There have been several findings of diary entries that describe the symptoms of PTSD ranging from Egyptian and Greek soldiers to Henry IV. Having written proof of this disorder in soldiers who fought so long ago shows the “Nostalgia” was the first term used to label the symptoms of PTSD and was used by the Swiss military physicians in 1678. The term was used to label symptoms like disturbed sleep or insomnia, loss of appetite, anxiety, cardiac palpitations, and fever. Even at this point in time, these issues were being seen primarily in soldiers who have gone to war and returned home. Several countries who were involved in war, like France and Spain, report having their soldiers return with these symptoms.
From “exhaustion” during the Napoleonic war to “shell shock” during World War I, and “combat fatigue” during World War II (PTSD:A cultural 30). However, the name Post Traumatic Stress Disorder (PTSD) has only been formally introduced into the third edition of the Diagnostic and Statistical Manual of Mental Disorder (DSM-III) in 1980 (Andreasen 67). Some psychologists argue that the inclusion of PTSD in the DSM-III legitimated this psychological disorder although many argue that it was merely a relabeling of what had already been described as “shell shock,” “combat trauma” or “combat fatigue” ( 67). Nevertheless, the question is, has PTSD always existed? Was the symptoms Mr. Culpepper, a veteran of World War II, exhibited a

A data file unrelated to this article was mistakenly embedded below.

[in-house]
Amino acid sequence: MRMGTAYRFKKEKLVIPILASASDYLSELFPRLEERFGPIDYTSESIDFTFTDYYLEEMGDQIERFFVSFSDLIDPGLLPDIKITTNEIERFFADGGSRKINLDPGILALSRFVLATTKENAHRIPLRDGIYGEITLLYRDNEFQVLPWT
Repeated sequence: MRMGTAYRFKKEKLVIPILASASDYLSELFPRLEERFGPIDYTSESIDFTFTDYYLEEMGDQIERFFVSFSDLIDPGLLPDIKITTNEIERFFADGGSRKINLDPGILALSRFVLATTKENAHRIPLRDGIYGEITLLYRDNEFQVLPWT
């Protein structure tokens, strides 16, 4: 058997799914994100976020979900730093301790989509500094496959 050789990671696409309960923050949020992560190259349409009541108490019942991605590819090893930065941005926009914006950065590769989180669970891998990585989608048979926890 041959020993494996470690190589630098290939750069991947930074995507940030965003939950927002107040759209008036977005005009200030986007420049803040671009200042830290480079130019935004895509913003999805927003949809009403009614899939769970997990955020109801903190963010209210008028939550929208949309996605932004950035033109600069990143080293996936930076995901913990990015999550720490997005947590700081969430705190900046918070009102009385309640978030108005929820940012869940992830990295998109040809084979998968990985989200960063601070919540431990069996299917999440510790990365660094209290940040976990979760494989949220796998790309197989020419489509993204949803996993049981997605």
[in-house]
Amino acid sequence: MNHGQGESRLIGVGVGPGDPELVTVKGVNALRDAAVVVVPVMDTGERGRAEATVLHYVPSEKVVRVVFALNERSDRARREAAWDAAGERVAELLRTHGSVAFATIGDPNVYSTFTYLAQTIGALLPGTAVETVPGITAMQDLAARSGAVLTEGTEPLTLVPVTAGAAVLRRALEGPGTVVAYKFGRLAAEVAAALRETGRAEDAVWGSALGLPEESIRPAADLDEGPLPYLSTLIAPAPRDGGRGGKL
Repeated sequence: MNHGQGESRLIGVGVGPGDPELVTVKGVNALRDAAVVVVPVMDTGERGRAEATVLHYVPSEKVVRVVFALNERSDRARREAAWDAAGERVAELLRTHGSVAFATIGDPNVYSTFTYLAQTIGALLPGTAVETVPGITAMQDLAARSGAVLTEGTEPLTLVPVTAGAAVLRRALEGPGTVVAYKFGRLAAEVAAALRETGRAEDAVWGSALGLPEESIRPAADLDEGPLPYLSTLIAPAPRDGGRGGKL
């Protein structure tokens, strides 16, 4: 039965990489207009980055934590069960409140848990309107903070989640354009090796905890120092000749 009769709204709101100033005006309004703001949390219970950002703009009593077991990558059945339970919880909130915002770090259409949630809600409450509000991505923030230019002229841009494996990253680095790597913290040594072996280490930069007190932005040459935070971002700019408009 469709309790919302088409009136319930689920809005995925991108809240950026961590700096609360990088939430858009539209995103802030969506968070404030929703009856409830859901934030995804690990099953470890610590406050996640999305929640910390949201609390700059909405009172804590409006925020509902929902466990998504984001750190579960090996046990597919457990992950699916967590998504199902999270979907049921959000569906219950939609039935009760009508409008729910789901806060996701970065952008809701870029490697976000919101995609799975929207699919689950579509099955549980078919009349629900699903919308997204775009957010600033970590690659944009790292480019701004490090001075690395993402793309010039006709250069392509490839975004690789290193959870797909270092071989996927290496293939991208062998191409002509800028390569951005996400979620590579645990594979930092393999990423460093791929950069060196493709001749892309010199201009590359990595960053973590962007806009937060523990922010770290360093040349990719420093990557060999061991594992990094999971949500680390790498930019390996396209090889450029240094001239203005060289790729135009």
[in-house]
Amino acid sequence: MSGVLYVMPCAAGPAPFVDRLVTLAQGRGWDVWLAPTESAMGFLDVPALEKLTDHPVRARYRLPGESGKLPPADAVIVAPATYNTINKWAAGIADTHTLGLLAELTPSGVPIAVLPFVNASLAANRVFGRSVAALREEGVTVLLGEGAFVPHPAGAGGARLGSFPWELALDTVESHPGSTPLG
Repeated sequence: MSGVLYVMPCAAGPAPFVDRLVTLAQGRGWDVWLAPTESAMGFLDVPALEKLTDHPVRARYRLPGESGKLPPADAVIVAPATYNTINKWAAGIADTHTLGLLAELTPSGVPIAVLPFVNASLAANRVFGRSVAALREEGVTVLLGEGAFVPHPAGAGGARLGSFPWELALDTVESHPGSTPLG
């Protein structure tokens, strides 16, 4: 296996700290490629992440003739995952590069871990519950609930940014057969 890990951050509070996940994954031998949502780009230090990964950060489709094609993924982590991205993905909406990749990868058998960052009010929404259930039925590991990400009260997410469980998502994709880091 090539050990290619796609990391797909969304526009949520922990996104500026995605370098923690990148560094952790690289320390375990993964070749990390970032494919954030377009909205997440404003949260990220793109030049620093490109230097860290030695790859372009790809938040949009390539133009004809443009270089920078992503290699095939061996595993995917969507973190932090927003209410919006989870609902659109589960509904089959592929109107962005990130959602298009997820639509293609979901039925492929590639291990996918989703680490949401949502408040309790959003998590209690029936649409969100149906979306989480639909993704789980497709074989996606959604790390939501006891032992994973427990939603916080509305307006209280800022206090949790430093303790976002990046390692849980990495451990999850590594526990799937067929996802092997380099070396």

References throughout historical literature describe symptoms of this disorder (Creamer, Wade, Fletcher, & Forbes, 2011). Although not formally named, PTSD was heavily studied during World War I by doctors wh...
Posttraumatic stress disorder is a psychological disorder that occurs after a person has been through a traumatic event, such as combat warfare. In this essay, I would like to compare Vietnam soldiers to soldiers in the Trojan War, and contrast the similarities and differences between the two, also analyze how soldiers’ lives have been affected similarly throughout two completely different wars. I would also like to show the irony of war, and how war doesn’t only dehumanize soldiers, but it also inspires valuable human qualities. In the movie Achilles in Vietnam, Dr. Shay does a great job by showing us how the psychological devastation of Vietnam veterans compares to the one Achilles experienced after losing his beloved comrade, Patroclus.